"One of the greatest beneficiaries – or perhaps victims – of hyperbolic expectations about all things China internet is Xiaomi, the Beijing-based smartphone maker. Founded in 2010 by serial entrepreneur Lei, the startup shot to fame selling high-performance, low-cost smartphones through "flash sales" on its web site. For several months in late 2014 and early 2015, Xiaomi was China's top smartphone seller. Three months after Alibaba’s IPO, Xiaomi capitalized on the fervor with a funding round that valued the company at a breathless $46 billion, making it briefly the world's shiniest unicorn (it's now second only to Uber).China's Tech Unicorns Look Increasingly Cursed - Bloomberg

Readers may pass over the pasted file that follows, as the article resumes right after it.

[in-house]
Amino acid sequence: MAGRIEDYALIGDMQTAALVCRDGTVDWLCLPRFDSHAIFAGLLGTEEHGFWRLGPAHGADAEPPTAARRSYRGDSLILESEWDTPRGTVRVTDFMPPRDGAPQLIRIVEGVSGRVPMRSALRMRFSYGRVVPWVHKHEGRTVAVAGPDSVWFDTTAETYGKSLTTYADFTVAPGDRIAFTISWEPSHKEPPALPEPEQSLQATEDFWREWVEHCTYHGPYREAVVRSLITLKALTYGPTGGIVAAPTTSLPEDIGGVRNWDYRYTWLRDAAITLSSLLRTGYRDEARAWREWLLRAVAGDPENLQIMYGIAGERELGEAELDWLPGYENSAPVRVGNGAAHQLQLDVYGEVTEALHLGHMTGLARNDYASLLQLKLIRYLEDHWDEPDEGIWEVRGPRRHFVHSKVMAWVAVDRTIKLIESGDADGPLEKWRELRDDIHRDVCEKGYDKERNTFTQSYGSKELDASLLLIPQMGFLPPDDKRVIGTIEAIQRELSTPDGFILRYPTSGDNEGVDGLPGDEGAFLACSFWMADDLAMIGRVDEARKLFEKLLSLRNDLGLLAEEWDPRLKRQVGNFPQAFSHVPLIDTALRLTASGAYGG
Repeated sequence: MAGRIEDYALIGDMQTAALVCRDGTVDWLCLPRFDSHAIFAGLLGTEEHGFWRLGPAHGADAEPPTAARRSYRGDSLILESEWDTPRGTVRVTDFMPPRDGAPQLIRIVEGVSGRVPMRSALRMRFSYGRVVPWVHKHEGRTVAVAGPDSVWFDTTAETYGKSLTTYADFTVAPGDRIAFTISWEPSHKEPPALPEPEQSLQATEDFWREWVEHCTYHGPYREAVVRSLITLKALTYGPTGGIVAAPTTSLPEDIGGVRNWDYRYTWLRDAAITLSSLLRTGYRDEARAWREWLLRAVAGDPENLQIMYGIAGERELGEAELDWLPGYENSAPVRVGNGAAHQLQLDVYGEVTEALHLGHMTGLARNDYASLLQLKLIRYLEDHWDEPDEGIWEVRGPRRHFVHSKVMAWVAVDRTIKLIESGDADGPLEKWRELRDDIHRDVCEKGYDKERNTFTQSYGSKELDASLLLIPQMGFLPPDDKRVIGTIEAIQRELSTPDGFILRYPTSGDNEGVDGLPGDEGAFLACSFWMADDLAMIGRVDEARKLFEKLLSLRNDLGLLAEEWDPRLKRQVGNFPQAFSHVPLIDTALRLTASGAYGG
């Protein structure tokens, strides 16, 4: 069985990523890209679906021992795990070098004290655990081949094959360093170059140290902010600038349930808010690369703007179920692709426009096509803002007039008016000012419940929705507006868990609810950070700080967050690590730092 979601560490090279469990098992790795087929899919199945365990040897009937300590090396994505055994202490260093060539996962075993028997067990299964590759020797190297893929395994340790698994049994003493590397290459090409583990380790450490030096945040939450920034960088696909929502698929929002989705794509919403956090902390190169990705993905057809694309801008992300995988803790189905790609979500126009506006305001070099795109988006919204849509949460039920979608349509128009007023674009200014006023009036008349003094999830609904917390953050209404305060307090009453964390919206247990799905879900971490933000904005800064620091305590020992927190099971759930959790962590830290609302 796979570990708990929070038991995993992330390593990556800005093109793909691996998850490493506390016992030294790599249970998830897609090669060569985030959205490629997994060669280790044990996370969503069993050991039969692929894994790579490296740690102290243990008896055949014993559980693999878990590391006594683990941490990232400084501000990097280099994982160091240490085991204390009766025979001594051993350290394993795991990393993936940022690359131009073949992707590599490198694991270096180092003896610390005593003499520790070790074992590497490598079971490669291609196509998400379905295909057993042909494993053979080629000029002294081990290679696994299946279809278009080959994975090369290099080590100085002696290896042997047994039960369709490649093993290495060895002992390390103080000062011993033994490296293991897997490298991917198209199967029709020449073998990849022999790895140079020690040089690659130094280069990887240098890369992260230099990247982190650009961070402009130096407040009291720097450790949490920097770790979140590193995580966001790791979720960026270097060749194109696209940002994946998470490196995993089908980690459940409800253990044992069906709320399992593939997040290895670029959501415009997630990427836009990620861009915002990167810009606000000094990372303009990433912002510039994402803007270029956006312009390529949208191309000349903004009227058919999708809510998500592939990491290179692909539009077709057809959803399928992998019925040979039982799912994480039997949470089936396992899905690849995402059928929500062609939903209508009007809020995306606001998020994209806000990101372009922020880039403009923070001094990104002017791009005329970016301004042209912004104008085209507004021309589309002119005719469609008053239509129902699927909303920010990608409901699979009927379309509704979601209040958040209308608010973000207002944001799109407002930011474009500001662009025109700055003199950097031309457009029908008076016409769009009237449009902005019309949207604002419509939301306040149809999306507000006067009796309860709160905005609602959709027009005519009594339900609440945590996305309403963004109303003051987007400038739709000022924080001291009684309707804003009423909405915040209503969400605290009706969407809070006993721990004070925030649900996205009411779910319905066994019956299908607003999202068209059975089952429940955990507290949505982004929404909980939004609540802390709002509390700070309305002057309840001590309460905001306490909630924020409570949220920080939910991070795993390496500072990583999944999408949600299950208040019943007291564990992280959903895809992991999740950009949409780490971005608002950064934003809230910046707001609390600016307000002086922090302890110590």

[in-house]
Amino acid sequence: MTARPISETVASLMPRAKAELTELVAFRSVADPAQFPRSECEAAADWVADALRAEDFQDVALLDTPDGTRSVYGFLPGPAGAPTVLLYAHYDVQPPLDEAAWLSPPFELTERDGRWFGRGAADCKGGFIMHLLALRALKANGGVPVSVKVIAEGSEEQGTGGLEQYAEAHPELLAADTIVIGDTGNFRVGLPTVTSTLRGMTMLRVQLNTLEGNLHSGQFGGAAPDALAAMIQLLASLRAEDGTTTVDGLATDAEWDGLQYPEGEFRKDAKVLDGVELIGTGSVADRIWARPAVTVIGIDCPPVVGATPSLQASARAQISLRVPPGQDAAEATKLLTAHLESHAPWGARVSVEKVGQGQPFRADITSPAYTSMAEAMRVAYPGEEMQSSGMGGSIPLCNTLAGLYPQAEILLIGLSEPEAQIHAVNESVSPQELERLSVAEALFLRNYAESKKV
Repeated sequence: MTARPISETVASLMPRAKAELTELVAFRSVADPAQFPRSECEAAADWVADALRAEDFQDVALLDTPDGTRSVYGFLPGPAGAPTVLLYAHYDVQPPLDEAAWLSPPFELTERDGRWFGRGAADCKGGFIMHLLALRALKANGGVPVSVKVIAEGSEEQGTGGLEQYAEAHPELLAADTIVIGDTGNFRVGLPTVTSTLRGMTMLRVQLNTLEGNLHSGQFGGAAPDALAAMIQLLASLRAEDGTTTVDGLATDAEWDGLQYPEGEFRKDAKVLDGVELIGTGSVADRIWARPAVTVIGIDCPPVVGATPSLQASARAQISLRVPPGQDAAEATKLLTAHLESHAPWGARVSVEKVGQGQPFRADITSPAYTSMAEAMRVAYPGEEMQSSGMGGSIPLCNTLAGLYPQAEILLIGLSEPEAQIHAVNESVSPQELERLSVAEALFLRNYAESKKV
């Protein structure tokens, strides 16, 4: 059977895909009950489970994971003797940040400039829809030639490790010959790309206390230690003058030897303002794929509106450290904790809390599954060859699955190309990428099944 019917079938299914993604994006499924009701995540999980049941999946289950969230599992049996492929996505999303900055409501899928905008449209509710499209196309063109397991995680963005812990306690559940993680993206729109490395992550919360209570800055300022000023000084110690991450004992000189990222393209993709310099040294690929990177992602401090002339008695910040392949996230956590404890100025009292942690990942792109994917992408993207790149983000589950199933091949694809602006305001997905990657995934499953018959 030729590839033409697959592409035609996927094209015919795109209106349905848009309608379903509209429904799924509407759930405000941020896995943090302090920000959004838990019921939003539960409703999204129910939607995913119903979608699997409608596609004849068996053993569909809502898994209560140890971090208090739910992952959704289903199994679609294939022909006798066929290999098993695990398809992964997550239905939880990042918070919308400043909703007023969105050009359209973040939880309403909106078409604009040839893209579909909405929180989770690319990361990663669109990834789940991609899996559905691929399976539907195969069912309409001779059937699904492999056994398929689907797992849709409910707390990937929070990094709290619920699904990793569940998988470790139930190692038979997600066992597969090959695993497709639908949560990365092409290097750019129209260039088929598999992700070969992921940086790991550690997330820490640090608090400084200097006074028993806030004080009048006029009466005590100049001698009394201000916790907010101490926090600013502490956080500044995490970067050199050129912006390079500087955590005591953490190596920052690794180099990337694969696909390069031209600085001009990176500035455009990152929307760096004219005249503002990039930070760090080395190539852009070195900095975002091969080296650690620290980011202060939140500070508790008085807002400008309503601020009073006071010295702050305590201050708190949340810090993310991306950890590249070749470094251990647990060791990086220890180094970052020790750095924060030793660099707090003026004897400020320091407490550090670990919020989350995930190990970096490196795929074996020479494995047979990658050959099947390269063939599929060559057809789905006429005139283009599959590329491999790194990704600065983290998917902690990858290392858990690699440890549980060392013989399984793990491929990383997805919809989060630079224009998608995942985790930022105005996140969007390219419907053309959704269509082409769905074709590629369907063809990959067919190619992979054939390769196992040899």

Yet its dominance proved fleeting. Over the past year and a half, Xiaomi's position in China's handset market tumbled from first to fourth. The company is certainly still a unicorn, but its current value may be $4 billion to $10 billion if it tried to raise more money now, estimated Clay Shirky, an associate professor at NYU Shanghai and author of the 2015 book, Little Rice: Smartphones, Xiaomi, and the Chinese Dream. "Over the past 18 months, they’ve lost 90 percent of their value, or thereabouts," he said."
Wednesday, November 16, 2016
China's Tech Unicorns Look Increasingly Cursed - Bloomberg
Another example of Chinese businesses compressing the cycle time on a U.S. innovation
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